Grocery shopping can be a daunting task. And I’m not alone in this sentiment: I just spent the last two months traveling the country asking consumers about this very topic.
Although I enjoy cooking, I have found myself finding ways to not step into a grocery store. I have my milk and eggs delivered and I belong to a CSA. Aside from having no time and a phobia for crowds and parking lots, I wasn’t quite sure why my interest in shopping had dwindled. That is, until I walked into Bi-Rite Market in San Francisco’s Mission district to interview the store’s owner, Sam Mogannam, who is also co-author of Bi-Rite Market’s Eat Good Food: A grocer’s guide to shopping, cooking, and creating community through food.
The reason I don’t want to grocery shop is that the stores available to me have, in a way, lost their soul. Despite their efforts, they aren’t truly connecting to their shoppers or community.
It’s hard for chains such as Whole Foods Market to truly integrate into a community. And there are many chains in Boulder, Colo., where I live. It doesn’t matter how many times I shop at any one store. No one will ever know my name or my preferences.
There are two independents in Boulder: Lucky’s, which is not specifically a natural products retailer, and Alfalfa’s Market, which recently reopened after being bought out years ago. The latter is focused on local, but the store hasn’t found its groove yet. When I walk into Alfalfa’s, I don’t feel like I did at Bi-Rite.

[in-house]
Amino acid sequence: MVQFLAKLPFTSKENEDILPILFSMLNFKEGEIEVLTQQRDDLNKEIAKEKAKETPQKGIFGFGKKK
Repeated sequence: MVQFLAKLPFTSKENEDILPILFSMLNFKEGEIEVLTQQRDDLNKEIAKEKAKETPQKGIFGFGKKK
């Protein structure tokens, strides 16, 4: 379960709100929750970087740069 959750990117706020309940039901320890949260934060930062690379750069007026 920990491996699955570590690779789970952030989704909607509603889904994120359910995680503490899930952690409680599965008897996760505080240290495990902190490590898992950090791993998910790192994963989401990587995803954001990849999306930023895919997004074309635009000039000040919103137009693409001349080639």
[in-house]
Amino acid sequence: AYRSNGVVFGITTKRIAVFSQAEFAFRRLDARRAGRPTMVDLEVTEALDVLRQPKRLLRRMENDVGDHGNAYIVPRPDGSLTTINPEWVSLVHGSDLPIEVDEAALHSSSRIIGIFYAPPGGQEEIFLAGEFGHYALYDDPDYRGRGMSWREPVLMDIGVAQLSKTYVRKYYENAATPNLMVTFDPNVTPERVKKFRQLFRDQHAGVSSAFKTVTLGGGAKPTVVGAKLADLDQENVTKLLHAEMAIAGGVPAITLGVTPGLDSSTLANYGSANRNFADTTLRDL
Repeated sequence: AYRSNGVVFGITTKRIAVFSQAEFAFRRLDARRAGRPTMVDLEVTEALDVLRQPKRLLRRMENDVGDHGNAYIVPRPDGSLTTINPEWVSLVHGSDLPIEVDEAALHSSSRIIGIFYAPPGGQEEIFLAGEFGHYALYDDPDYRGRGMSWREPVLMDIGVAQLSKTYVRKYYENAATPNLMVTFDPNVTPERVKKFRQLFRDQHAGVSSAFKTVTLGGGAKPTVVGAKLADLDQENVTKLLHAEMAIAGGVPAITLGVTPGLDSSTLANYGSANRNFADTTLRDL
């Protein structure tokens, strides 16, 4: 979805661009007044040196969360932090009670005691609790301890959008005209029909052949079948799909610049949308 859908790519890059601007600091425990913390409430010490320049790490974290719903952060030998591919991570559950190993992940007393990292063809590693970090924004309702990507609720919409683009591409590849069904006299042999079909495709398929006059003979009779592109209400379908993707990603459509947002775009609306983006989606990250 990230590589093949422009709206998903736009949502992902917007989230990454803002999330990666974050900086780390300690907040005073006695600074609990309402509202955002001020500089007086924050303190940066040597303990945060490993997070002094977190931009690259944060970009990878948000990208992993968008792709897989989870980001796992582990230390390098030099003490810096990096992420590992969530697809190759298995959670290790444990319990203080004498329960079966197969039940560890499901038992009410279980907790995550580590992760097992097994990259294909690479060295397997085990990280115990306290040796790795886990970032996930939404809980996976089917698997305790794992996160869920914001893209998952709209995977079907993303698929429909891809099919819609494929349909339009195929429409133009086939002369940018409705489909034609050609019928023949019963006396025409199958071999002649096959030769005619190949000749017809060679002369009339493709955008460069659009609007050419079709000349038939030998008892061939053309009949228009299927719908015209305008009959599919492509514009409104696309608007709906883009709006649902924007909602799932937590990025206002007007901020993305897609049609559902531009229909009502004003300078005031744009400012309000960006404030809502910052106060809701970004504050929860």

Transforming the grocery store into a home
Bi-Rite Market was once a neighborhood convenience store with bars on the windows. When Sam Mogannam took it over (it had been in his family for years), he transformed it into a neighborhood community hub with food as its drawing card. Completely unassuming from the outside (the flowers give you just a hint of what’s inside), walking into the Bi-Rite store feels like home, which is exactly how Mogannam wants you to feel.
Trained as a chef, Mogannam brought the restaurant perspective to the grocery world, making Bi-Rite a cooks' store. He wanted to help people succeed in making a great dish at home and to know how to pick out great ingredients. To do this, the store doesn't offer too many options, which is what can make shopping overwhelming for many consumers.
"Before long," Mogannam said, "we realized that in addition to feeding people, we were teaching people. Our role and our mission is to create community to food and we do this by feeding and teaching our community about the importance and the value of our food."
But education isn’t cheap or easy. "It takes a lot of people to really get all the information that’s necessary in order to understand the full picture of every product that you have. And it takes a huge investment. We are 2,700 square feet and we have 100 people working for us because we have made this investment. And as a consequence our costs are higher and you know what? It sucks to be told that you are more expensive than Whole Foods or Trader Joe’s or whoever else it may be."
How Bi-Rite creates community
Despite high prices, Mogannam has a loyal following. Part of his challenge is to keep people like me chatting in the store and not simply online. "I want people to just engage with each other and look each other in the eye and say, 'Does this taste good?' And that person looks back at them and says, 'Let’s taste it together.'"